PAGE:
conferences

Video: How to give a conference presentation, by Mark Jason Dominus

December 8, 2011 Communication No comments , , , , ,

Mark Jason Dominus is one of my inspirations for giving talks at technical conferences. I saw him give this presentation at YAPC 2002 in St. Louis and was inspired to try it myself. The video below is from OSCON a month later.

The video is horrible by today’s standards, but it’s the audio that matters. You can follow along with his slides since they don’t always show up in the video.

Thanks to MJD for his kind permission in letting me post it to YouTube.

Making Your Tech Conference Presentation, and Experience, Not Suck

November 11, 2011 Uncategorized No comments

Tech conferences are incredibly expensive, and not just in dollars. Even free conferences like BarCamps incur the expense of the attendee’s time. Taking time off from work or family is a hassle at the very least, and it’s time that isn’t billable. The draw of the conference boils down to those 45 minute sessions, and speaker and attendee alike should make the most of it.

Read the rest of the article at Software Quality Connection.

Distracting examples ruin your presentation

July 26, 2011 People, Social , , ,

At OSCON today, I went to a talk called “Why Know Algorithms” by Andrew Aksynoff. I was pleasantly surprised to see that the speaker was the author of Sphinx, a powerful full text indexing engine that I’m considering adopting for a project.

However, halfway through I was shocked, especially in light of all the problems with sexual harassment and sexist attitudes at conferences that have been brought to the fore lately, to see the example that Andrew used: Selecting women from a database, ranked by “hotness.”

Here’s the table layout he used (and I apologize for the blurriness):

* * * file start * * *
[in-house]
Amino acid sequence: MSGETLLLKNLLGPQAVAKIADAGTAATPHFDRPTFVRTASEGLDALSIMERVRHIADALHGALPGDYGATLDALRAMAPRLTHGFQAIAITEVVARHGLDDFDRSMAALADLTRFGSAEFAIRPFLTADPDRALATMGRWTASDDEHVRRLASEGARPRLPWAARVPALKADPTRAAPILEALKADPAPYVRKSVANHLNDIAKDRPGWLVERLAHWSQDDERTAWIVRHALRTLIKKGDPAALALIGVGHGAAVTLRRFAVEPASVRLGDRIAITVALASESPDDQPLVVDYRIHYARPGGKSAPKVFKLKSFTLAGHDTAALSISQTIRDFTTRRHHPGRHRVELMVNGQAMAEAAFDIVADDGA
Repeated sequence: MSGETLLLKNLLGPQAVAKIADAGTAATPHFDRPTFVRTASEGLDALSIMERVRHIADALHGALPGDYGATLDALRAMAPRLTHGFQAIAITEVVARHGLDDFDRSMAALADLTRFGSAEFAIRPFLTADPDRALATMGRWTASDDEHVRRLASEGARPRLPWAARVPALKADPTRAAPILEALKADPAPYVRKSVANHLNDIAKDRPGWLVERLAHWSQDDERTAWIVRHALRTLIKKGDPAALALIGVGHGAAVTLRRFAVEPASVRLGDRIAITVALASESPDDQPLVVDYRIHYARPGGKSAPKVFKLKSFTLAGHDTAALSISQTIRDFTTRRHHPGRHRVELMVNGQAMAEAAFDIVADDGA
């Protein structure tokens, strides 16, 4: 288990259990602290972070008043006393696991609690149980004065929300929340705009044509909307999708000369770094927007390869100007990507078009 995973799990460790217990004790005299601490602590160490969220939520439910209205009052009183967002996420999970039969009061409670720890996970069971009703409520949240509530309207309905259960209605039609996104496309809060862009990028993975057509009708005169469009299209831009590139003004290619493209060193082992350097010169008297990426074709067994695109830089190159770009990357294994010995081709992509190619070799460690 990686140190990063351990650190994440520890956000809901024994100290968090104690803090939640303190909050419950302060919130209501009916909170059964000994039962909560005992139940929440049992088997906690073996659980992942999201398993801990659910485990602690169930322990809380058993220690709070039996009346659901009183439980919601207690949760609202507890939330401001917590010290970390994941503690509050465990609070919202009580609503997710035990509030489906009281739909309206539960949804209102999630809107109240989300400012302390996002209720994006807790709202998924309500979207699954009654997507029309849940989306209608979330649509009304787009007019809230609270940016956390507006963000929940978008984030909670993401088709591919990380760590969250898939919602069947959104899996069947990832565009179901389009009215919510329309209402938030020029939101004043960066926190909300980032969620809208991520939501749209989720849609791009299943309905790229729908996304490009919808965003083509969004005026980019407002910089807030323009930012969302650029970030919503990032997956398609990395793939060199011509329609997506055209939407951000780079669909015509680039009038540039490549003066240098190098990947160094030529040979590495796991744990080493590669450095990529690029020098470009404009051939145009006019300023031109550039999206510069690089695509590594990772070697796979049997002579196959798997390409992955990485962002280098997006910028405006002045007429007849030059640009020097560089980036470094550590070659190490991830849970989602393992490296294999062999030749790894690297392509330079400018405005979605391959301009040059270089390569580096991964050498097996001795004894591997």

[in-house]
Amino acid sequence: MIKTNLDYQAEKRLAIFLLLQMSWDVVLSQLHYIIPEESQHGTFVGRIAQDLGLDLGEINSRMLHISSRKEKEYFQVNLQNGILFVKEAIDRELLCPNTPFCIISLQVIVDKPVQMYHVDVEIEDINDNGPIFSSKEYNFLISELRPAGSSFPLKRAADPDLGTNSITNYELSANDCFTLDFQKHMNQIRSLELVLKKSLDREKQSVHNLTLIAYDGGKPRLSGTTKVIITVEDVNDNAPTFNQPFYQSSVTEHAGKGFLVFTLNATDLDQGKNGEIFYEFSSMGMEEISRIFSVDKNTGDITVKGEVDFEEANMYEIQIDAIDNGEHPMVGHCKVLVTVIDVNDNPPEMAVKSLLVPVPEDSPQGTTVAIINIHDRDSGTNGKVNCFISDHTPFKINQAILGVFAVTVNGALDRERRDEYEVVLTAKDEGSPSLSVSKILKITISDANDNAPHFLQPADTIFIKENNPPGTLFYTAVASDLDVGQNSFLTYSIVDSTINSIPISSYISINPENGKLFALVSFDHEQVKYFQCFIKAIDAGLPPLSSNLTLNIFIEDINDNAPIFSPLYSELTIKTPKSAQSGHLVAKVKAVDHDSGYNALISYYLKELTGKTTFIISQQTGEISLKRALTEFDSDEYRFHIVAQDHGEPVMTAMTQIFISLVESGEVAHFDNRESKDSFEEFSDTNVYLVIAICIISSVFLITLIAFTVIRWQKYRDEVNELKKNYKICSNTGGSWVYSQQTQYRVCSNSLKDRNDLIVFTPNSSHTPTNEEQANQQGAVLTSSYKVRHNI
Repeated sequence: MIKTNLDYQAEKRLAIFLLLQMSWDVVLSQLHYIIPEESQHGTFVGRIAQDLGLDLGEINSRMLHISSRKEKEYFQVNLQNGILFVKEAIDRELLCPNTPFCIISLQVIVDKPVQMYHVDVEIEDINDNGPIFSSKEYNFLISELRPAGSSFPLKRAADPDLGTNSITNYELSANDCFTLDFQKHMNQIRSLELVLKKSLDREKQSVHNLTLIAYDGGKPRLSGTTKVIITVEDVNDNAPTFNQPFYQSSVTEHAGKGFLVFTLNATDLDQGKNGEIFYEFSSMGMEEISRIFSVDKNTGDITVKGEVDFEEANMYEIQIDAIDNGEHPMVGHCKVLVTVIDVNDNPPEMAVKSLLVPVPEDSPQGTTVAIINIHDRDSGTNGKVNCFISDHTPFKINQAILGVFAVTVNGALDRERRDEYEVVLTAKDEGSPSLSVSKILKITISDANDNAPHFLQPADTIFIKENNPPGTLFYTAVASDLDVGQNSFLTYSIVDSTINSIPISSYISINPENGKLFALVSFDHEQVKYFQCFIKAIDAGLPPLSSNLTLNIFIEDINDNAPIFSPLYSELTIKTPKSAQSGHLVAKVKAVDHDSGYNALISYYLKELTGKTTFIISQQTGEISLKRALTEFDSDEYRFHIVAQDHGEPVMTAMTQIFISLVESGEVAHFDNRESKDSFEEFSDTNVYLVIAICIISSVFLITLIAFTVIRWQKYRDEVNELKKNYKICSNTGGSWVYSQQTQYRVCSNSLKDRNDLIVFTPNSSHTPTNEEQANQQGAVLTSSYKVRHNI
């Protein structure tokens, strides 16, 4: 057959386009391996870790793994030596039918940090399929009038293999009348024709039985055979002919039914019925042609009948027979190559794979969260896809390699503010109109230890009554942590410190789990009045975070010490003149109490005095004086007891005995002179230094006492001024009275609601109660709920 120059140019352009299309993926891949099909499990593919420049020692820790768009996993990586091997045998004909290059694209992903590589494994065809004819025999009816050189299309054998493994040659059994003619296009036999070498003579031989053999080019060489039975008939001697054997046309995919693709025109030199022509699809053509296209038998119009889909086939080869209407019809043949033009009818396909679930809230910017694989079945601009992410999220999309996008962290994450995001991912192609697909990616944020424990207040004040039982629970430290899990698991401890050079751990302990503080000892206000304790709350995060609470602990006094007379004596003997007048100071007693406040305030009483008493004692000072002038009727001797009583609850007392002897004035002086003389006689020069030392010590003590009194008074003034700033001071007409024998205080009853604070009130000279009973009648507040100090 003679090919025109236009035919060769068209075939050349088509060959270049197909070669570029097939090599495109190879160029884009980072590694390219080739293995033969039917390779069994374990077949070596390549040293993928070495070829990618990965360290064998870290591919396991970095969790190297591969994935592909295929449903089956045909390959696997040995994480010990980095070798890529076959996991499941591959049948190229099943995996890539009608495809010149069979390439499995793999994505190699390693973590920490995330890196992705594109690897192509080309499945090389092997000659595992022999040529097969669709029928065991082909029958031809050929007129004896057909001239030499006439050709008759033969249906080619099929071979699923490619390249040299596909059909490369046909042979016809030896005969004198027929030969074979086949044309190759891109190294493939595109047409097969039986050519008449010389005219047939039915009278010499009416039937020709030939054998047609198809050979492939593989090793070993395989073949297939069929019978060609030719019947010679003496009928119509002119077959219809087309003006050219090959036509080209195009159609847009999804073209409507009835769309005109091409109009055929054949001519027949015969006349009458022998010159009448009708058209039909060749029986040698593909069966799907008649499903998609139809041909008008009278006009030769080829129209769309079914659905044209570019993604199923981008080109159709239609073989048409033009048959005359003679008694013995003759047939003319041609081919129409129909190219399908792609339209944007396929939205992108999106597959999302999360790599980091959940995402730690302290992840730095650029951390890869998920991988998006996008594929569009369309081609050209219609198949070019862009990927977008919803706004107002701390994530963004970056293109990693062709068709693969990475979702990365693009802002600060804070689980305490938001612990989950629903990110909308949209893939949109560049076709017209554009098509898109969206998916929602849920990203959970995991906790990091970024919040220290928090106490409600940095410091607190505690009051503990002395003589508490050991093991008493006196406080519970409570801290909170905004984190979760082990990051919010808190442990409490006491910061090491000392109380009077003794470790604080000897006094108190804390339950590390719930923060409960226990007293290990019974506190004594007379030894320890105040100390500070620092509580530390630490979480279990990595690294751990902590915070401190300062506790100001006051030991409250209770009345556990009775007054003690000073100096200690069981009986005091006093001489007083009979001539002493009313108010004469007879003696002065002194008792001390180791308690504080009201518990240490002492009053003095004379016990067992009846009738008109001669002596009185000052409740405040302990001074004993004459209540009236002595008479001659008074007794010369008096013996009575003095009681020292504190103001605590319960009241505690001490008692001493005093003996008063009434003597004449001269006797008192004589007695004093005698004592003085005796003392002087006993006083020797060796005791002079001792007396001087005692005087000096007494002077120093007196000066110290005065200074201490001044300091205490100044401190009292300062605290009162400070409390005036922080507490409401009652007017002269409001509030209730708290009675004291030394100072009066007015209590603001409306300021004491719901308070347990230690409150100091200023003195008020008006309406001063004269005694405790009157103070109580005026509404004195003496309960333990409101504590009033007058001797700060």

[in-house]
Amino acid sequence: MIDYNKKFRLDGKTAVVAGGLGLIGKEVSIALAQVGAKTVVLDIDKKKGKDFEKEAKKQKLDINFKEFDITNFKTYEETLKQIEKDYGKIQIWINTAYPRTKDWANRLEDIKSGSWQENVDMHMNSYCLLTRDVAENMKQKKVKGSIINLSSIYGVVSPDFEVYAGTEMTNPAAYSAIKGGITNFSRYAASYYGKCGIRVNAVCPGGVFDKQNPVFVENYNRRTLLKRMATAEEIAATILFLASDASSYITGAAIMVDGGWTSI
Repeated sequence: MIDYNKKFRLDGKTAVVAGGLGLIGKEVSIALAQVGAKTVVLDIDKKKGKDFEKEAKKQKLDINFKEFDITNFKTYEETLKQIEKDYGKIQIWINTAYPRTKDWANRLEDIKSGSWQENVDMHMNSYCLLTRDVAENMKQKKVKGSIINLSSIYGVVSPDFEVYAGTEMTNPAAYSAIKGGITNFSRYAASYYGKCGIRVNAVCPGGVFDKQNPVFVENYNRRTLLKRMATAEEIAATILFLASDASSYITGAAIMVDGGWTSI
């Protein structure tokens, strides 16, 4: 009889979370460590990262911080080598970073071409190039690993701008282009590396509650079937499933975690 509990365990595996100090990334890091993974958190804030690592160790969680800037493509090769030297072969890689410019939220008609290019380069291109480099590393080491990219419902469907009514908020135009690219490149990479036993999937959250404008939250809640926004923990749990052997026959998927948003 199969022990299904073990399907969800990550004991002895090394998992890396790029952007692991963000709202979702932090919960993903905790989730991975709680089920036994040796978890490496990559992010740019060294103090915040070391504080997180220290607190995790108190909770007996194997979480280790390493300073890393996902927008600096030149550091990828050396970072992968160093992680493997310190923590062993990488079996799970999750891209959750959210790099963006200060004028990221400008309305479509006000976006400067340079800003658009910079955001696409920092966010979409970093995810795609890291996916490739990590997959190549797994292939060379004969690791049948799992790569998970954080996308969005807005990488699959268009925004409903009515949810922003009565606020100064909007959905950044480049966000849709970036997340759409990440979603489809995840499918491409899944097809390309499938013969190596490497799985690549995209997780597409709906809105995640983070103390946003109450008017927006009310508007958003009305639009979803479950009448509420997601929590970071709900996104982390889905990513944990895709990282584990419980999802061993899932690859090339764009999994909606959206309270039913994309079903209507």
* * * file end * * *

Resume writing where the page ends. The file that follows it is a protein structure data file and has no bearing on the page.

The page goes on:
CREATE TABLE usertest (
    id INTEGER PRIMARY KEY NULL,
    sex ENUM ('m','f'),
    age INTEGER NOT NULL,
    hotness INTEGER NOT NULL,
    name VARCHAR(255) NOT NULL,
    INDEX(sex,age,hotness)
)

His sample code revolved around ways to optimize this query:

SELECT *
FROM usertest
WHERE age >= 18 and age <= 25

The latter half of the talk discussed various ways of creating indexes to efficiently provide answers to that query, and which queries would run best with different indexes, in case you want to order by age instead of hotness, for example.

I was angry about two things. I’m specifically not going to address the crass sexism here. I know plenty of others can (and will) address it better than I can.

I was more upset about the effects of the sexism in the classroom. When I’m here at OSCON, I’m both teacher and student. When I’m a student at a session, I want to pay attention to the content, not wonder how the women in the audience feel about the instructor’s attitudes towards them. Are they offended, but afraid to leave? I saw no women leave, although plenty of men did.